> make sense to you. "Drive" letters and labels also can be assigned to
    > optical drives (actually to the partitions on optical drives, but there
    > usually is only a single partition on a CD or DVD, so that distinction is
    > usually ignored), USB flash drives, cameras and card readers, and even
    > network drives. The letters can change often, especially when we boot a
    > different OS, but the labels are constant, so those are what we should
    > rely on in organizing our disk systems.
    >
    > I said that Win7 does not know Vista's drive letter assignments, but there
    > is an important exception to this. As Carlos said, if you boot into Vista
    > and run Win7's Setup from the Vista desktop, then Setup can see the
    > letters in Vista's Registry and use those same letters when installing
    > Win7. After installation, of course, Win7's Disk Management can change
    > letter assignments except for the System and Boot volumes. So if you want
    > your letters to be consistent between Vista and Win7, assign all the
    > letters in Vista and then run Win7 Setup from there. If you boot from the
    > Win7 DVD, Setup will not know Vista's assignments; it will follow your
    > instructions to install Win7 in the first partition on the second HDD
    > (which Vista calls J:), make that Win7's boot volume, assign it the letter
    > C:, and then proceed to assign D:, E:, etc., to other partitions that it
    > finds. So Win7 will most likely assign the letter D: to your System
    > Partition.
    >
    > The terms "System Partition" and "Boot Volume" are used "backwards" to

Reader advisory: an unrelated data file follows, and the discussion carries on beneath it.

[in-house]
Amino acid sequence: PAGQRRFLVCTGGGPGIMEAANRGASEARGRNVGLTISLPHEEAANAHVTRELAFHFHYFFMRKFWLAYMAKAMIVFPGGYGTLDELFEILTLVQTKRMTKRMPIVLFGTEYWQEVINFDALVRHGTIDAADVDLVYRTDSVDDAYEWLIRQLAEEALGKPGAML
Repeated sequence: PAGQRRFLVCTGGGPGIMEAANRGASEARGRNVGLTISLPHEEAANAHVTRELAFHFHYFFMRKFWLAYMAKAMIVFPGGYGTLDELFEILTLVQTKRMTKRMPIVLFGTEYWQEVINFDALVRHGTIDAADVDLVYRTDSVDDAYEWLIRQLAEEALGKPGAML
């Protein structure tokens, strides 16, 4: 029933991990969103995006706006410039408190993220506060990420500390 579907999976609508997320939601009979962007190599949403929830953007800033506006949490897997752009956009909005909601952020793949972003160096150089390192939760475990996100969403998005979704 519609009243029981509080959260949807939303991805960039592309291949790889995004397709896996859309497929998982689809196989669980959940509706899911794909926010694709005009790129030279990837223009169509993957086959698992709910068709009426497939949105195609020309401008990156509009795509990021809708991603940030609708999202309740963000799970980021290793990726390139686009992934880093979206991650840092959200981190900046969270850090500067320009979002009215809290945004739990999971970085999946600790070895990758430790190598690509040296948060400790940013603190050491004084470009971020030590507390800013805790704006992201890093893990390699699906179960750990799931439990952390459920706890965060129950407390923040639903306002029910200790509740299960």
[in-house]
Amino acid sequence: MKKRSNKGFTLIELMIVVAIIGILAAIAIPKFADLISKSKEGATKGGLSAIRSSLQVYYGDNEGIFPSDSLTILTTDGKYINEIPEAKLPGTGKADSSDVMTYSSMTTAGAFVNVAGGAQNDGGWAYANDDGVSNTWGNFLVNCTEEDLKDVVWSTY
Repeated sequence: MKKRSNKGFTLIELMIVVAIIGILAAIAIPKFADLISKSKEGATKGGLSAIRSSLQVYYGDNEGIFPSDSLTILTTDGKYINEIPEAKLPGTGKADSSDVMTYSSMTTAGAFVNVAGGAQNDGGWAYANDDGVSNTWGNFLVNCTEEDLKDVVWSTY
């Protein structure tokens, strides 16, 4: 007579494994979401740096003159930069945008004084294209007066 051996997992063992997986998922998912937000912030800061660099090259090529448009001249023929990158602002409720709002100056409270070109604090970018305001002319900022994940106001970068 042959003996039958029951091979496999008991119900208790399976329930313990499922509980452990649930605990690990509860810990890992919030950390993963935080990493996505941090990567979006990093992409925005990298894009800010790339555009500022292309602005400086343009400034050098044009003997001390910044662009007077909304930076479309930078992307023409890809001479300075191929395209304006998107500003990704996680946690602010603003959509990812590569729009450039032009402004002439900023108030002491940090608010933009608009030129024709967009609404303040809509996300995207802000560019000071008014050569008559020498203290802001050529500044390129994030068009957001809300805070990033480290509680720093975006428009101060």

> most users' minds. See KB article 314470 for the counterintuitive
    > definitions:
    > Definitions for system volume and boot volume
    > http://support.microsoft.com/kb/314470/EN-US/
    >
    > Even if you install Win7 in Drive J:, a small but critical part will
    > always go into the System Partition - almost always the first partition on
    > Disk 0. Vista's Setup.exe has already written Vista's boot sector and
    > startup files (bootmgr and the \Boot folder) there; Win7's Setup will
    > amend those to add Win7 and create the dual-boot menu. That's why it's
    > important to always install the newest OS last; It knows how to deal with
    > an older OS, but the older Setup doesn't know anything about the newer OS.
    > Just make sure that both HDDs are connected when you run Setup, and that
    > your first HDD is designated in the BIOS as your boot device at the time.
    > After the installation, the boot process will always start in the System
    > Partition, whether you have one OS or a dozen, and then follow
    > instructions it finds there to present a menu for you to choose from.
    > Then it will branch to whichever volume holds the OS you choose from that
    > menu.
    >
    > All this seems to fly in the face of what most users have learned, and
    > it's hard to break out of the "Drive C:" mindset that has been drilled
    > into us. But I'm currently running Win7 Ultimate x64 RC on Drive X:, the
    > 10th volume on my 1 TB second HDD; my System Partition is Drive D:, the
    > first partition on my first HDD. I beta test new Windows versions so
    > other OSes are in other volumes on the first two HDDs. My data is mostly
    > in Drives E:, H: and M: on my RAID 1 mirror on my 3rd and 4th HDDs.
    > Letting go of Drive C: when I first started dual-booting about 10 years
    > ago was not easy, but now I'm free to assign almost any letter to any
    > volume on any HDD. ;<)
    >
    > RC
    > --
    > R. C. White, CPA
    > San Marcos, TX
    >
    > Microsoft Windows MVP
    > Windows Live Mail 2009 (14.0.8064.0206) in Win7 Ultimate x64 RC 7100
    >
    > "Drew" <> wrote in message
    > news:...
    >> Hey Carlos.. as per your request.. I will give as much detail as you deem